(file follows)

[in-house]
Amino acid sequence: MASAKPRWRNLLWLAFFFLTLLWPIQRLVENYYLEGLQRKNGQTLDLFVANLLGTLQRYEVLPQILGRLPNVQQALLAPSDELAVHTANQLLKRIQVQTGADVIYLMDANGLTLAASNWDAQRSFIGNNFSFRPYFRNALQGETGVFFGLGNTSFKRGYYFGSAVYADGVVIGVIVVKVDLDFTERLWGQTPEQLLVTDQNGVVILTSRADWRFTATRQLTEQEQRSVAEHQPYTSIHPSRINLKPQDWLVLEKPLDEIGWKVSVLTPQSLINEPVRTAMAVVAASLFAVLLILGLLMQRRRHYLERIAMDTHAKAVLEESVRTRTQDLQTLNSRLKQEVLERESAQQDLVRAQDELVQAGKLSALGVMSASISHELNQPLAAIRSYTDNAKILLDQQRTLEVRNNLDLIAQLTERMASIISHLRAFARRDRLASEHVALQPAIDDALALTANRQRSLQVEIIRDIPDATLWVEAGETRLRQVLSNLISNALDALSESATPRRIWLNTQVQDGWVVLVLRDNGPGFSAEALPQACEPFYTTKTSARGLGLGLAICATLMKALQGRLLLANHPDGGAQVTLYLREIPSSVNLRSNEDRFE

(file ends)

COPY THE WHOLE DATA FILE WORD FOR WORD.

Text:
[in-house]
Amino acid sequence: MASAKPRWRNLLWLAFFFLTLLWPIQRLVENYYLEGLQRKNGQTLDLFVANLLGTLQRYEVLPQILGRLPNVQQALLAPSDELAVHTANQLLKRIQVQTGADVIYLMDANGLTLAASNWDAQRSFIGNNFSFRPYFRNALQGETGVFFGLGNTSFKRGYYFGSAVYADGVVIGVIVVKVDLDFTERLWGQTPEQLLVTDQNGVVILTSRADWRFTATRQLTEQEQRSVAEHQPYTSIHPSRINLKPQDWLVLEKPLDEIGWKVSVLTPQSLINEPVRTAMAVVAASLFAVLLILGLLMQRRRHYLERIAMDTHAKAVLEESVRTRTQDLQTLNSRLKQEVLERESAQQDLVRAQDELVQAGKLSALGVMSASISHELNQPLAAIRSYTDNAKILLDQQRTLEVRNNLDLIAQLTERMASIISHLRAFARRDRLASEHVALQPAIDDALALTANRQRSLQVEIIRDIPDATLWVEAGETRLRQVLSNLISNALDALSESATPRRIWLNTQVQDGWVVLVLRDNGPGFSAEALPQACEPFYTTKTSARGLGLGLAICATLMKALQGRLLLANHPDGGAQVTLYLREIPSSVNLRSNEDRFE